MUSCAT: November 29, 2016. Oman has begun the process of devising a national economic plan to be less dependent on oil and gas revenue. While the current price of oil may be good news for the consumer, it's less so for the producer. Oman is no exception.
Called 'Tanfeedh', the country's program for economic diversification is designed to increase investment in manufacturing, tourism, transport and logistics, mining, and fisheries.
By 2020, the goal is to create more jobs for Omani youth and raise the contribution these sectors make to the country's GDP by US$12.7 billion.
In the logistics sector, the aim is contribute approximately US$5.2 billion to GDP and create 50,000 jobs in the next four years by building and extending rail and road capacity to improve regional connectivity; and enabling private/public partnerships.
According to Massimo Roccasecca, Cargo development director for the Oman Airports Management Company (OAMC), there's never been a better time or opportunity to do his job:
"Oman is actually in the favorable historical moment where the UAE was 15-20 years ago. There are important logistics development plans deeply supported by the government. One of them is to make Oman's airports among the top 20 in the world – so it's quite a challenge, but one I definitely welcome."
Roccasecca is a 20+-year veteran of the logistics industry having started with UPS as an area sales manager in Milan and over the next two decades held a number of management positions at TNT, Alitalia, SkyTeam, Cargolitalia, DAMCO, Maximus Air Cargo and Poste Italiane.
His job at OAMC is to get more international airlines using Muscat and Salalah for point-to-point imports and exports as well as transshipments – both air and sea/air.
The geographic advantage of Oman over its Upper Gulf neighbors in the GCC area is based on a trading history that is now being repeated, or at least echoed, suggests Roccasecca.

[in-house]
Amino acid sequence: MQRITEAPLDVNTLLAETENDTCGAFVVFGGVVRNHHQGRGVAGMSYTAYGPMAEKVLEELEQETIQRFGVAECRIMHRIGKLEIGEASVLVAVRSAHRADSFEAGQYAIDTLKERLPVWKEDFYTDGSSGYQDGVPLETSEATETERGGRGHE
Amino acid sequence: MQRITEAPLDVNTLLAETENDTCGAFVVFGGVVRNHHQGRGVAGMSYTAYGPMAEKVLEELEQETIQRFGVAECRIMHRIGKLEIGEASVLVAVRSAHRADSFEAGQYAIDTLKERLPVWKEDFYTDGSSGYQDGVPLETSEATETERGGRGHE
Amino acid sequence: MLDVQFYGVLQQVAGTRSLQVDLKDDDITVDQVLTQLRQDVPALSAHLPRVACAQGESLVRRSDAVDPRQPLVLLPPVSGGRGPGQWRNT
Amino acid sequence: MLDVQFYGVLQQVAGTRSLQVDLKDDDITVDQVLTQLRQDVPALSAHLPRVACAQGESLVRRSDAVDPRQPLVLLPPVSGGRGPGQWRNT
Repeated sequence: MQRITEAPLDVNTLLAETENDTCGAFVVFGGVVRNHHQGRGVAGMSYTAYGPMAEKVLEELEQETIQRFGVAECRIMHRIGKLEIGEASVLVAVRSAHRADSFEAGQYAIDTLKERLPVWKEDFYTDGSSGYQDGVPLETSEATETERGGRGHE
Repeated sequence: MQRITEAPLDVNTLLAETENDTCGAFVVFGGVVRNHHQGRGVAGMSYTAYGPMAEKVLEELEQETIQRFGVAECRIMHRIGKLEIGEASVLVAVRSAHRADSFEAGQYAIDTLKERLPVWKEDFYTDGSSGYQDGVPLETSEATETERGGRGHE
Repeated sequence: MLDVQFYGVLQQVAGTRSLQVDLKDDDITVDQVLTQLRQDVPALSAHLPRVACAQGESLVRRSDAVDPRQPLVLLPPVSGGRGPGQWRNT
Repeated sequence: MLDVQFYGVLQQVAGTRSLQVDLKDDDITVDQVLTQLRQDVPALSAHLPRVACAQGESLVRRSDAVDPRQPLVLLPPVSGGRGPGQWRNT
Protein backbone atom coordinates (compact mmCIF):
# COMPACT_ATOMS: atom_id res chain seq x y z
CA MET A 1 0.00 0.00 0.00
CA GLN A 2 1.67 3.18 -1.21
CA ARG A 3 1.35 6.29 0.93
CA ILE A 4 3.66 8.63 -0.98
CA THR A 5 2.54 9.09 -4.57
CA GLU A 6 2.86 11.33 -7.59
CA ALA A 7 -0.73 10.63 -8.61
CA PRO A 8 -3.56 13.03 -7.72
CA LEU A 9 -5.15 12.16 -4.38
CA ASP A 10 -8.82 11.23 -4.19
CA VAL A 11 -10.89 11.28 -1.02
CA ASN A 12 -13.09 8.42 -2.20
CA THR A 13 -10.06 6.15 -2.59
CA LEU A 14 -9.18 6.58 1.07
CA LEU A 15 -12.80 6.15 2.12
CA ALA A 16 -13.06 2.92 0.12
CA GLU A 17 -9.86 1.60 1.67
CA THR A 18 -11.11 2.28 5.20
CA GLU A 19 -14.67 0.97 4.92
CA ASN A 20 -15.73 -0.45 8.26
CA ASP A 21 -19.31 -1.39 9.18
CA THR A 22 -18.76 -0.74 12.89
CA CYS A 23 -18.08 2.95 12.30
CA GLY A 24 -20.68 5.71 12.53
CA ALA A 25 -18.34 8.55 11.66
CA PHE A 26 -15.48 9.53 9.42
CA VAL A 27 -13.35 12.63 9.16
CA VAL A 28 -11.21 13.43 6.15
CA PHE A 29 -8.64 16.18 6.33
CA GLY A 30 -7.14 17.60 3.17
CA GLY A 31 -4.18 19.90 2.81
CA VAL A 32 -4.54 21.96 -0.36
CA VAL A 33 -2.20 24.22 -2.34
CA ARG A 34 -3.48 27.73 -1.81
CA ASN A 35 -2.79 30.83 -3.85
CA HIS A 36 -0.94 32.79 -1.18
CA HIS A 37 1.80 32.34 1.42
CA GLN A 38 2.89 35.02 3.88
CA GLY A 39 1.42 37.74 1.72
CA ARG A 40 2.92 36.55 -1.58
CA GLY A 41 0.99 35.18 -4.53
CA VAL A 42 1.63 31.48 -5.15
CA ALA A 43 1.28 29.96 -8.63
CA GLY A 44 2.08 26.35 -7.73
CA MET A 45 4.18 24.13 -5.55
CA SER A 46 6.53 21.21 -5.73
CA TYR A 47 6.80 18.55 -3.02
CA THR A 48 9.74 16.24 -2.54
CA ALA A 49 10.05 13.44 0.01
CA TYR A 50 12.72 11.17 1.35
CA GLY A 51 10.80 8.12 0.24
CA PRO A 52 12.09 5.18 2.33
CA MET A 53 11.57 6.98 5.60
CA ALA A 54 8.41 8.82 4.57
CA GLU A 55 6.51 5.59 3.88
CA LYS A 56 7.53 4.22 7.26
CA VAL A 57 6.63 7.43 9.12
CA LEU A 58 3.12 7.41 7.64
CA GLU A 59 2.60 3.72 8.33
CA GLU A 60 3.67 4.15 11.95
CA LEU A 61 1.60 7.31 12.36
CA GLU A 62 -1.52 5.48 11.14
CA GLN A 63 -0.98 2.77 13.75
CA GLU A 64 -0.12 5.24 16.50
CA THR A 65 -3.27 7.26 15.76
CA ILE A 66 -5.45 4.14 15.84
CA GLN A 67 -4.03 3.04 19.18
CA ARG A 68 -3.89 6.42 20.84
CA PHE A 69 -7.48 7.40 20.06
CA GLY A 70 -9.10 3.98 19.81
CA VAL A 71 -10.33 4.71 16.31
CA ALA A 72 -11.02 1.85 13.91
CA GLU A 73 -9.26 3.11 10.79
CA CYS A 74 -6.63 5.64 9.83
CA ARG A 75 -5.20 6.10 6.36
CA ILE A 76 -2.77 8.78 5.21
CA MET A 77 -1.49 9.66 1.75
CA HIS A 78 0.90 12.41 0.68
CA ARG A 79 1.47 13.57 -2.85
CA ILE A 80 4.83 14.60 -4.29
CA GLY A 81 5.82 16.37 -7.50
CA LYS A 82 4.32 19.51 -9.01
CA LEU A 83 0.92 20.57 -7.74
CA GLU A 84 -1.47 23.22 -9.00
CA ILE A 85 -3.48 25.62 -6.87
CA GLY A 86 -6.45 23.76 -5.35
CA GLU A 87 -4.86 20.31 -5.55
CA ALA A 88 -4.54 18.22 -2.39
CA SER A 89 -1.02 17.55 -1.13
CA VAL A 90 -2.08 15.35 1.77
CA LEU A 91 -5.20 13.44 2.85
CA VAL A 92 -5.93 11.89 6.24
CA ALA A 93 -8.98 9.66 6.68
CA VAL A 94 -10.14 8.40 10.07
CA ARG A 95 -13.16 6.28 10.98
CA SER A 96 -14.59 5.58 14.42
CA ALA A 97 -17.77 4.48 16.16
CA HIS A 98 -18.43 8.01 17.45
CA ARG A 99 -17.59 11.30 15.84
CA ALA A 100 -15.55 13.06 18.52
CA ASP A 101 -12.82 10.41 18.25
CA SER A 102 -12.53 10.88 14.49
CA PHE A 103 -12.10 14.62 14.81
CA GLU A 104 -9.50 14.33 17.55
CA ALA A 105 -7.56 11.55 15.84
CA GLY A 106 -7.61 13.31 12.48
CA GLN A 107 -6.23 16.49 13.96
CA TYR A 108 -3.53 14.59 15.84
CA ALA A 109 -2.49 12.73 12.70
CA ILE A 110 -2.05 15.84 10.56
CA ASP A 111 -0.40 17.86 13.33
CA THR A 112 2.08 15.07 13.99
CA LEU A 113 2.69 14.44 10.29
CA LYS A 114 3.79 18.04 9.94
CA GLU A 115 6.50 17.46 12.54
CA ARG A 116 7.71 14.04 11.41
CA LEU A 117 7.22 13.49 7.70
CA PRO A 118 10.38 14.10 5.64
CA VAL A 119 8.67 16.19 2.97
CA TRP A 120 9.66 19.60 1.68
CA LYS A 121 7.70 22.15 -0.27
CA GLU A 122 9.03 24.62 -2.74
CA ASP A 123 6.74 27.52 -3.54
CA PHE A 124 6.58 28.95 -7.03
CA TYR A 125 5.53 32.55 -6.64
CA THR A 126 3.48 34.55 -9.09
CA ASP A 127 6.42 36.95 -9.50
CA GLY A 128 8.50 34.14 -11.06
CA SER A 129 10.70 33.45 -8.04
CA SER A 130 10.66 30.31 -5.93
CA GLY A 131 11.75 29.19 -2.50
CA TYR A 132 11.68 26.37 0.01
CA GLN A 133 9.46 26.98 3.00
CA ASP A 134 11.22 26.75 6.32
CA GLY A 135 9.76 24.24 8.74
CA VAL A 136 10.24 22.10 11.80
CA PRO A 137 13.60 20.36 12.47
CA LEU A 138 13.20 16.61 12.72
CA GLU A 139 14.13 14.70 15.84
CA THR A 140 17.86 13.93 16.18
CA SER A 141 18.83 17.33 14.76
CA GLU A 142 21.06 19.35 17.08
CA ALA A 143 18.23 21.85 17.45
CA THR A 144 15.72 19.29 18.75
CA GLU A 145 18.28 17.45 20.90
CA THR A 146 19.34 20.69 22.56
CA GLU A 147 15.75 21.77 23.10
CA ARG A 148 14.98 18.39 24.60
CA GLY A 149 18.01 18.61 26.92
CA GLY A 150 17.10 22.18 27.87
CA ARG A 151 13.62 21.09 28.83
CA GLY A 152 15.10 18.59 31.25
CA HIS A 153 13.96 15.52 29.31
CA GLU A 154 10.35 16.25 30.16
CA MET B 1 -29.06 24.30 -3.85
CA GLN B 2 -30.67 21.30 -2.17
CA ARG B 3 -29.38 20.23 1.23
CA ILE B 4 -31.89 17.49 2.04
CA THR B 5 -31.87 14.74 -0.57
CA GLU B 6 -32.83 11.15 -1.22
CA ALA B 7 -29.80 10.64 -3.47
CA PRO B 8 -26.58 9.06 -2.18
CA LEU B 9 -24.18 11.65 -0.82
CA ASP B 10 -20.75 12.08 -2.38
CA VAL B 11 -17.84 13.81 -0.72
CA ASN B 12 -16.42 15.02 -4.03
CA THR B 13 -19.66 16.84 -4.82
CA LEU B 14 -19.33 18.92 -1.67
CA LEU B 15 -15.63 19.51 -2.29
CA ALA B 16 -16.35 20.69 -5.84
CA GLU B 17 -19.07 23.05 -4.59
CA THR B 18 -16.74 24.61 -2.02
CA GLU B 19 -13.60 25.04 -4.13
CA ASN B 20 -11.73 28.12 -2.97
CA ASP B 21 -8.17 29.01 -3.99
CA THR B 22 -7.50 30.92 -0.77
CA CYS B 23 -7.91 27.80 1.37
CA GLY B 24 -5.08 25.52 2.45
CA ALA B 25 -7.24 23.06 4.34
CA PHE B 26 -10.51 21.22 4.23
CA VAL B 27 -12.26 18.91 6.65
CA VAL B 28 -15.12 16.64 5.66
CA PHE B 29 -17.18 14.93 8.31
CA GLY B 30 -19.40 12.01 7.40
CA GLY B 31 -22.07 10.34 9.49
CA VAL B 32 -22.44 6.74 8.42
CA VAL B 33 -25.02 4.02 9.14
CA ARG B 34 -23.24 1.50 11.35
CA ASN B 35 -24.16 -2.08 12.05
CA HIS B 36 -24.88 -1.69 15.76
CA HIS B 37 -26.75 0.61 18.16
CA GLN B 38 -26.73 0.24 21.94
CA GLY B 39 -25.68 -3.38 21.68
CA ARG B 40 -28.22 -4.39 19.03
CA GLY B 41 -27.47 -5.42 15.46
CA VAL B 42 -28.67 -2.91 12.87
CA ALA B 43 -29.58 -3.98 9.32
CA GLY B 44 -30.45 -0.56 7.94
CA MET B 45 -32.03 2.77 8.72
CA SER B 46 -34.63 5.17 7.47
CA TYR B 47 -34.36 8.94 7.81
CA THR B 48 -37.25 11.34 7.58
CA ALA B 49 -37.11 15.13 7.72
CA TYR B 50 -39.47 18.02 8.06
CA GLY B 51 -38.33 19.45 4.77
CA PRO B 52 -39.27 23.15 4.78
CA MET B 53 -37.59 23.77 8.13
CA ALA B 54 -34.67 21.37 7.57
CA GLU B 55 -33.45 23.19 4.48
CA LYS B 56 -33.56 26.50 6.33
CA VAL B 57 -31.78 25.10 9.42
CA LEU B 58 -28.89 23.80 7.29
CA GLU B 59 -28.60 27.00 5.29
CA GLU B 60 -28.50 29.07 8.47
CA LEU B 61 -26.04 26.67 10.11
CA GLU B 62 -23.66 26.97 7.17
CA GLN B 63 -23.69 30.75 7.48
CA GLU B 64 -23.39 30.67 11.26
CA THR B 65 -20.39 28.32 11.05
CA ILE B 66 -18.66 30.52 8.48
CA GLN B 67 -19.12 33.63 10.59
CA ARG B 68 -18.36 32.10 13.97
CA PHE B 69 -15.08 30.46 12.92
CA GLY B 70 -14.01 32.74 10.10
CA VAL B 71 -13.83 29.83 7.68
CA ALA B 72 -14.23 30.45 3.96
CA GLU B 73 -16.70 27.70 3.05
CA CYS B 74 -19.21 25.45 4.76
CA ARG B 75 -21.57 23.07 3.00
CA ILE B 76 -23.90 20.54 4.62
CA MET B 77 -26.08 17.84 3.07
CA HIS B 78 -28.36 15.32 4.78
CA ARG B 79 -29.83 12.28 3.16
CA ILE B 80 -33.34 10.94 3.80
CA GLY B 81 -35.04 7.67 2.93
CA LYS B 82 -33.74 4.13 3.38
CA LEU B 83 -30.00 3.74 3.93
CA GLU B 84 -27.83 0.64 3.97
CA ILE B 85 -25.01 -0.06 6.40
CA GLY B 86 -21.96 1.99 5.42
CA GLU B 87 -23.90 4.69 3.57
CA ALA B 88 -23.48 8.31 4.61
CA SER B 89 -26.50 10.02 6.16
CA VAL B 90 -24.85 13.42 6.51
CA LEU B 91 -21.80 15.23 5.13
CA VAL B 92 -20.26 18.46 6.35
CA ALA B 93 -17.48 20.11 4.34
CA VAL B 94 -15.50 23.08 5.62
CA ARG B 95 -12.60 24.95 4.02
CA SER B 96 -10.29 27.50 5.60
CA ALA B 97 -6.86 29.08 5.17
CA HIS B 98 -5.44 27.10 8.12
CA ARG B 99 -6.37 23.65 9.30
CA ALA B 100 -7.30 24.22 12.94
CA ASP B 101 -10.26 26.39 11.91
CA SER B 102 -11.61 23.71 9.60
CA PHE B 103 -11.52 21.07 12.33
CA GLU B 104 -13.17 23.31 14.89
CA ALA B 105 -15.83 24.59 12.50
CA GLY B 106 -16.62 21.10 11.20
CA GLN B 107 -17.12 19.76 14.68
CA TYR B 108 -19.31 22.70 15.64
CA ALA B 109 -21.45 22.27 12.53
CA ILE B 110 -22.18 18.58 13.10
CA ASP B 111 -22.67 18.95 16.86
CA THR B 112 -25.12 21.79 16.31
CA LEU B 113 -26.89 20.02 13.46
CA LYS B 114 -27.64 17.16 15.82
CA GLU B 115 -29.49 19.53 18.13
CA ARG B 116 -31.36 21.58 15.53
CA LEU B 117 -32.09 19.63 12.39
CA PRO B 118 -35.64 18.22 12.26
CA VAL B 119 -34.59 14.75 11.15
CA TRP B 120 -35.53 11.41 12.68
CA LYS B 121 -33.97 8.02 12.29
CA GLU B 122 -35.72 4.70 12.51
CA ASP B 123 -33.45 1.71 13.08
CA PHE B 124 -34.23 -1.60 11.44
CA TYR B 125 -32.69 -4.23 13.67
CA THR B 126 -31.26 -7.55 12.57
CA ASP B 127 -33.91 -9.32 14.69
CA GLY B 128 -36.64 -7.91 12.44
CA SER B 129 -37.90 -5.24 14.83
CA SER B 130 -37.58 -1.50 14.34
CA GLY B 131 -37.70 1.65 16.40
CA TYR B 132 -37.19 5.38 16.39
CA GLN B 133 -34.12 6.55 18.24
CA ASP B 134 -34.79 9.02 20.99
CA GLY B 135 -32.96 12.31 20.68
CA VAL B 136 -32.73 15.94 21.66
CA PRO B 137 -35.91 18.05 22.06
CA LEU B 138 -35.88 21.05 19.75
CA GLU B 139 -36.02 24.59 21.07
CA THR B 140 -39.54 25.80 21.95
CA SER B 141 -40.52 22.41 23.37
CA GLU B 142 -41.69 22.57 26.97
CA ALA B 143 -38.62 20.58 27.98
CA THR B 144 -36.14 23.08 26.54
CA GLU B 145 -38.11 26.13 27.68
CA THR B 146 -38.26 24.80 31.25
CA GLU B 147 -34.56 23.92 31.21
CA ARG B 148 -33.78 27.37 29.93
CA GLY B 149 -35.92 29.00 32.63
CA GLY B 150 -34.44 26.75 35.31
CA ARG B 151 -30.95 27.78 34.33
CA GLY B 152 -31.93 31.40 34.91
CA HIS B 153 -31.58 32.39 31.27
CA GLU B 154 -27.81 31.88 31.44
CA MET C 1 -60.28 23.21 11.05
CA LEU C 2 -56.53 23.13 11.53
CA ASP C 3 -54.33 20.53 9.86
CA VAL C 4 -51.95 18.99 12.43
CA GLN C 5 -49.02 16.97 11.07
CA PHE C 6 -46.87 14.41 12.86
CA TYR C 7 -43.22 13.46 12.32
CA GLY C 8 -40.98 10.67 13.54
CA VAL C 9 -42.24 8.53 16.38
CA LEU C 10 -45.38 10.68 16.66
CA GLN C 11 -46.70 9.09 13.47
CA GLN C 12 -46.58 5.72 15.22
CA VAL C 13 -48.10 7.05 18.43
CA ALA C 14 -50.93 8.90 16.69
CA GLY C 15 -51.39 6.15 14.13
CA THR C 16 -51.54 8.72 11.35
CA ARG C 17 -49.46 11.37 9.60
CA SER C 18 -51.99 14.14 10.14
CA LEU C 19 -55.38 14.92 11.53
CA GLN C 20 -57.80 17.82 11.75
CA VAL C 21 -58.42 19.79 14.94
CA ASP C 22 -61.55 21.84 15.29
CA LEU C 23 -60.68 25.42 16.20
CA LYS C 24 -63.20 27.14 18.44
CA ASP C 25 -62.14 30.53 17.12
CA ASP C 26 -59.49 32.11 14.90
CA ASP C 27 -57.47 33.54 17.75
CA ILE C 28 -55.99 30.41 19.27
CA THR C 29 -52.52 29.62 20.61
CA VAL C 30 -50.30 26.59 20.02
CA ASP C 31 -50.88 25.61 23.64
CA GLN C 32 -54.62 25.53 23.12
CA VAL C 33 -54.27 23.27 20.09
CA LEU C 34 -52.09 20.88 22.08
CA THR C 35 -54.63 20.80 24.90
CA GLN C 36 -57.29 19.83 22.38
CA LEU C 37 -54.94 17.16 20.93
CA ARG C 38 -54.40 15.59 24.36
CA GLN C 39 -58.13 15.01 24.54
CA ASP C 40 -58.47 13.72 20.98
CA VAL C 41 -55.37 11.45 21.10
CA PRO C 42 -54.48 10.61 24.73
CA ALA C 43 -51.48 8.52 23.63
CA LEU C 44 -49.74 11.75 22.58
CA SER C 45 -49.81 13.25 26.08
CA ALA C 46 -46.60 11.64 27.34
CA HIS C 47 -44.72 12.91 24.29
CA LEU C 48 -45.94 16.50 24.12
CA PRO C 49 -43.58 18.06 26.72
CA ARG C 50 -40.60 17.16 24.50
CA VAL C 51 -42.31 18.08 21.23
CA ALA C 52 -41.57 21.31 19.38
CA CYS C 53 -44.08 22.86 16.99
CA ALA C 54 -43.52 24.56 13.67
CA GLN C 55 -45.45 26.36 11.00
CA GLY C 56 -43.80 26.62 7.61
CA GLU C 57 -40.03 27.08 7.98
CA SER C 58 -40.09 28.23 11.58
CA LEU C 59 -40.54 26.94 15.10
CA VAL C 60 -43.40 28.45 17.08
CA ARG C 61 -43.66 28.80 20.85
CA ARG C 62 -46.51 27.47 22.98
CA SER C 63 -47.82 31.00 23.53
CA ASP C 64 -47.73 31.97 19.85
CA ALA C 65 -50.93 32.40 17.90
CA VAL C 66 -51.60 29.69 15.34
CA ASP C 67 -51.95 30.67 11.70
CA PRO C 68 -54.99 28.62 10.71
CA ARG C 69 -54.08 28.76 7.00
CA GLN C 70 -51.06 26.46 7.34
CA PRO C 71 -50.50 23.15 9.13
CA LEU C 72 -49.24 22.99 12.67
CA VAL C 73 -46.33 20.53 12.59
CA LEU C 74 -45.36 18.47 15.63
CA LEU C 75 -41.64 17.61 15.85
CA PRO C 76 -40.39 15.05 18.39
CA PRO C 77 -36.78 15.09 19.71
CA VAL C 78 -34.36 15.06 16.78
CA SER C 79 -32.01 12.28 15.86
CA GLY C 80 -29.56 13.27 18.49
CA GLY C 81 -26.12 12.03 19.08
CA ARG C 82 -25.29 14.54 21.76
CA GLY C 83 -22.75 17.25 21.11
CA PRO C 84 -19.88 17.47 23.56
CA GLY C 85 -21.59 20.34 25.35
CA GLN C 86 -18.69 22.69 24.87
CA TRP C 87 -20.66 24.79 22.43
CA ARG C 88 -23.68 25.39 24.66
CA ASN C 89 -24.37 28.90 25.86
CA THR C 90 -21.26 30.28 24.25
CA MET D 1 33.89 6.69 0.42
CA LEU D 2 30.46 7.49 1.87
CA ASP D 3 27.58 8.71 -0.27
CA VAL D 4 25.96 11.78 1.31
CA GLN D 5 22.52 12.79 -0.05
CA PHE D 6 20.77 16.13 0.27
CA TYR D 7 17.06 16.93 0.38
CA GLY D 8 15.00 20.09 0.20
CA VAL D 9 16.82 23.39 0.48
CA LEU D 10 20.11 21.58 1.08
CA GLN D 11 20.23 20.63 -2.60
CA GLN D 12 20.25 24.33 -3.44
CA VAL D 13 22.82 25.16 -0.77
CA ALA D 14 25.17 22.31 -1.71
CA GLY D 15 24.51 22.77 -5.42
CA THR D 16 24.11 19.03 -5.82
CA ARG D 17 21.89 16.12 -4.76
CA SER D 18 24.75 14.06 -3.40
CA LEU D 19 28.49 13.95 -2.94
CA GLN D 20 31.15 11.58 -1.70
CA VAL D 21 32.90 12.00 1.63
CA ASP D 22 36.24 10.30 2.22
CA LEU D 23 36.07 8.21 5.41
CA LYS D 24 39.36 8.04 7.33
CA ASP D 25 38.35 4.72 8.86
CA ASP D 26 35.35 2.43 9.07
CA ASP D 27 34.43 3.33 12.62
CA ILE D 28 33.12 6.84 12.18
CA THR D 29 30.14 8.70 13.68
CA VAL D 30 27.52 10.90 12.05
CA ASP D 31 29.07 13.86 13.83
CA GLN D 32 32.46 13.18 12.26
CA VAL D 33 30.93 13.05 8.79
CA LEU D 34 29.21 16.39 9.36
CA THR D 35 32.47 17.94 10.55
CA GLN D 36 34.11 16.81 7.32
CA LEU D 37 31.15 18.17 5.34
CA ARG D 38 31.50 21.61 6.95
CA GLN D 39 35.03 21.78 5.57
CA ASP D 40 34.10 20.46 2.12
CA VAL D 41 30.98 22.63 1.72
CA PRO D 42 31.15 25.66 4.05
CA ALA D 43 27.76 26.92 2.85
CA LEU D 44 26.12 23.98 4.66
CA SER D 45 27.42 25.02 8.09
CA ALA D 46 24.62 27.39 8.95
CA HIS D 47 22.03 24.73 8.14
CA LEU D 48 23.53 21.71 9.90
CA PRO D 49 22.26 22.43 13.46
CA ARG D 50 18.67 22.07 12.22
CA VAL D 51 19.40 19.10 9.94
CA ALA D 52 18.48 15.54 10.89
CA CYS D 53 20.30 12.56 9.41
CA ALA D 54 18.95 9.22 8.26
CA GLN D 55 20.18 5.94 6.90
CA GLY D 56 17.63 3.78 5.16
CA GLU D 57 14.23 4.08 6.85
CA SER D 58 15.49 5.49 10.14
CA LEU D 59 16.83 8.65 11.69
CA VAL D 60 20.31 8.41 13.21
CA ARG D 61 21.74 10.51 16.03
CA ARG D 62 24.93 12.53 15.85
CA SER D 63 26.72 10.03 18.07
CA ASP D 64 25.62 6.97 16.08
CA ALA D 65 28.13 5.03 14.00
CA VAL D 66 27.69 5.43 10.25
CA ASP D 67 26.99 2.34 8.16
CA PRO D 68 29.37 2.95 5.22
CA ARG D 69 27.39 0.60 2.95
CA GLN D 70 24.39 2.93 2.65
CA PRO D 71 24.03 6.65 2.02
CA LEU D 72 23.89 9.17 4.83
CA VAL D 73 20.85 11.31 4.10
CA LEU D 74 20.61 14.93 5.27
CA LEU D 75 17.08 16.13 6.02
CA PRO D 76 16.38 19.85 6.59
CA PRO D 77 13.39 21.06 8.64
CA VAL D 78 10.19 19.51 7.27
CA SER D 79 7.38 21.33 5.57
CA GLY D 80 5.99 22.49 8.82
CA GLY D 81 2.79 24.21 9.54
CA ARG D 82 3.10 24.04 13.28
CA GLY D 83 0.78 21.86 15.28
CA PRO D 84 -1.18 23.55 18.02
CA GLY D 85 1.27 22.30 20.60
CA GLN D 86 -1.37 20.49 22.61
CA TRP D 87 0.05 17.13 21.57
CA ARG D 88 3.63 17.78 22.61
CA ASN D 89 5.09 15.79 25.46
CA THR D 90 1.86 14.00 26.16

"In general terms I know that having mega airports and mega airlines just outside the porch may affect how you look at the country strategy and plan, And to some extent I may also say that I understand the doubt.
"However do we really have to take Dubai, Abu Dhabi or Doha as a reference point? Or compete with them? I'd say that Oman, having started quite some years later, has a particular advantage both in terms of geography and government commitment."
His current focus is to attract airlines to Muscat that are interested in cargo development, and not necessarily cargo-only airlines. This is reflected in ideas being considered under the Tanfeedh umbrella – how to make Oman's airports more attractive so customers can "recognize the difference," he explains.
One idea under discussion is to create a new cargo village at Muscat incorporating an international import, export, re-export, transshipment and express courier center. News that DHL Express signed an MOU with OAMC in November suggests this is more than an idea.
Also under consideration by Oman Air is a separate joint-venture business to dry lease three A330 freighters in a bid to develop an air cargo hub for imports, exports and transshipments supported by, and linked to, Free Trade Zones at the ports of Salalah, Sohar and Muscat.
At the same time OAMC plans to reduce Customs clearance at Muscat airport to an international standard of eight hours; increase cargo throughput by 20 percent year-on-year to 2020; and attain a Logistics Performance Index (LPI) ranking in the top 30 airports worldwide in four years.
Asked about his company's mission Roccasecca replies: "There is, generally, limited knowledge of the beauty of Oman, so promoting the 'Omani experience' is definitely a primary role. There are a lot of potential investment possibilities in this country. Air transport is the enabler that will help make them happen."